Examining how long fallow swidden systems impact upon livelihood and ecosystem services outcomes compared with alternative land-uses in the uplands of Southeast Asia

Examining how long fallow swidden systems impact upon livelihood and ecosystem services outcomes compared with alternative land-uses in the uplands of Southeast Asia

Swidden agriculture or shifting cultivation has been practised in the uplands of Southeast Asia for centuries and is estimated to support up to 500 million people – most of whom are poor, natural resource reliant uplanders. Recently, however, dramatic land-use transformations have generated social, economic and ecological impacts that have affected the extent, practice and outcomes of swidden in the region. While certain socio-ecological trends are clear, how these broader land-use changes impact upon local livelihoods and ecosystem services remains uncertain. This systematic review protocol therefore proposes a methodological approach to analysing the evidence on the range of possible outcomes such land-use changes have on swidden and associated livelihood and ecosystem services over time and space.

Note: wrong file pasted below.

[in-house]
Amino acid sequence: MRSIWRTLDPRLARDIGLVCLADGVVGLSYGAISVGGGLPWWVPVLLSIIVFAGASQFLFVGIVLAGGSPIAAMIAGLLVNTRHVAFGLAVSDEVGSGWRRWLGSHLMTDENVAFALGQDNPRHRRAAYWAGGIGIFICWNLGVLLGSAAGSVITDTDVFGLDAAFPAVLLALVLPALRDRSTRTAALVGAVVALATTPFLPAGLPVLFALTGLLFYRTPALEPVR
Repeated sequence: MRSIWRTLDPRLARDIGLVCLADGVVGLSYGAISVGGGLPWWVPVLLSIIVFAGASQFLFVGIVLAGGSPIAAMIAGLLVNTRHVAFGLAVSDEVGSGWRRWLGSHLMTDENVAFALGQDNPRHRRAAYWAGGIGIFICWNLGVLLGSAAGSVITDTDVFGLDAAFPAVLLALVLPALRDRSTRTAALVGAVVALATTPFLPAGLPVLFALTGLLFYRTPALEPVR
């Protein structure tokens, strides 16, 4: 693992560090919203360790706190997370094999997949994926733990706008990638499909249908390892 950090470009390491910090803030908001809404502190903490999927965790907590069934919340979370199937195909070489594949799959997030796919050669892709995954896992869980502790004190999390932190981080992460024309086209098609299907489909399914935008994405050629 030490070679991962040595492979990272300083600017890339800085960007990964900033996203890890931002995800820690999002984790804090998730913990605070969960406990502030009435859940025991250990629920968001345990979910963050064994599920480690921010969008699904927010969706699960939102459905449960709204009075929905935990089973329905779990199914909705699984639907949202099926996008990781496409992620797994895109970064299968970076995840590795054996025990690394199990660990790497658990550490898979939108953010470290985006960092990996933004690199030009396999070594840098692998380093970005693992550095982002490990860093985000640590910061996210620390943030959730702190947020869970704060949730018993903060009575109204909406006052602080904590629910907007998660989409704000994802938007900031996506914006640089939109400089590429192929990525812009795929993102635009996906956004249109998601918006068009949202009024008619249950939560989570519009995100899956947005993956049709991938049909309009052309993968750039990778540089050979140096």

This publication was first published as Dressler et al. 2015 Journal of Development Effectiveness 3:15; http://www.tandfonline.com/doi/full/10.1080/19439342.2014.991799

Authors: Dressler, W.; Wilson, D.; Clendenning, J.; Cramb, R.; Mahanty, S.; Lasco, R.D.; Keenan, R. J.; Phuc, X.T.; Gevana, D.T.

Topic: shifting cultivation,agriculture,systematic review,land use change,livelihoods,ecosystem services

Geographic: Southeast Asia

Series: CIFOR Working Paper no. 174

Publication Year: 2015

ISBN: 978-602-1504-74-1

DOI: 10.17528/cifor/005477


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